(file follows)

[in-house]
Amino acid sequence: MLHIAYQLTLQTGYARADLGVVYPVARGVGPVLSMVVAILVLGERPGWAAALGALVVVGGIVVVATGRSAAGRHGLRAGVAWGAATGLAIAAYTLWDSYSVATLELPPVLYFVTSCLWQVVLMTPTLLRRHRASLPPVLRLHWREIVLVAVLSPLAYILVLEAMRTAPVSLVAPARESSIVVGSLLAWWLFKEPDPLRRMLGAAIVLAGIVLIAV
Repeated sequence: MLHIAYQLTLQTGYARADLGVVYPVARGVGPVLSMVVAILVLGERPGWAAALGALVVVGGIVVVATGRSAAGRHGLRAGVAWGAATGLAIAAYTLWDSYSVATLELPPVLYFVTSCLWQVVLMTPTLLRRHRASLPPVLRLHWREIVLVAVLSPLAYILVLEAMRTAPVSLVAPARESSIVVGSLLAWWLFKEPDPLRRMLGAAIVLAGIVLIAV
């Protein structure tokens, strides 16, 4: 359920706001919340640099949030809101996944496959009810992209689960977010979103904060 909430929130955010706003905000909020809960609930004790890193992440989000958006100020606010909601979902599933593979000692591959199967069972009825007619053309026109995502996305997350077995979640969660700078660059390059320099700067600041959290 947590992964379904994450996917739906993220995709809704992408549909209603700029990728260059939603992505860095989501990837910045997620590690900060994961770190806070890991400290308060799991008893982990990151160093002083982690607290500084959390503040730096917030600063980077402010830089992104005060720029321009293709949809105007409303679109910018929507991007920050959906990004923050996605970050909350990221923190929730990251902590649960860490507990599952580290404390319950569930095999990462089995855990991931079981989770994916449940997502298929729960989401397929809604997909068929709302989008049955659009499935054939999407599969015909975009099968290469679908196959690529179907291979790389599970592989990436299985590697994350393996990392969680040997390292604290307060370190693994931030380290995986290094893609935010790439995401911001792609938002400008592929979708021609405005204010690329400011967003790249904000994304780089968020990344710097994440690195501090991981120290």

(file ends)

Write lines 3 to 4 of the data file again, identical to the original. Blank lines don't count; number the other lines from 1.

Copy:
Repeated sequence: MLHIAYQLTLQTGYARADLGVVYPVARGVGPVLSMVVAILVLGERPGWAAALGALVVVGGIVVVATGRSAAGRHGLRAGVAWGAATGLAIAAYTLWDSYSVATLELPPVLYFVTSCLWQVVLMTPTLLRRHRASLPPVLRLHWREIVLVAVLSPLAYILVLEAMRTAPVSLVAPARESSIVVGSLLAWWLFKEPDPLRRMLGAAIVLAGIVLIAV
């Protein structure tokens, strides 16, 4: 359920706001919340640099949030809101996944496959009810992209689960977010979103904060 909430929130955010706003905000909020809960609930004790890193992440989000958006100020606010909601979902599933593979000692591959199967069972009825007619053309026109995502996305997350077995979640969660700078660059390059320099700067600041959290 947590992964379904994450996917739906993220995709809704992408549909209603700029990728260059939603992505860095989501990837910045997620590690900060994961770190806070890991400290308060799991008893982990990151160093002083982690607290500084959390503040730096917030600063980077402010830089992104005060720029321009293709949809105007409303679109910018929507991007920050959906990004923050996605970050909350990221923190929730990251902590649960860490507990599952580290404390319950569930095999990462089995855990991931079981989770994916449940997502298929729960989401397929809604997909068929709302989008049955659009499935054939999407599969015909975009099968290469679908196959690529179907291979790389599970592989990436299985590697994350393996990392969680040997390292604290307060370190693994931030380290995986290094893609935010790439995401911001792609938002400008592929979708021609405005204010690329400011967003790249904000994304780089968020990344710097994440690195501090991981120290």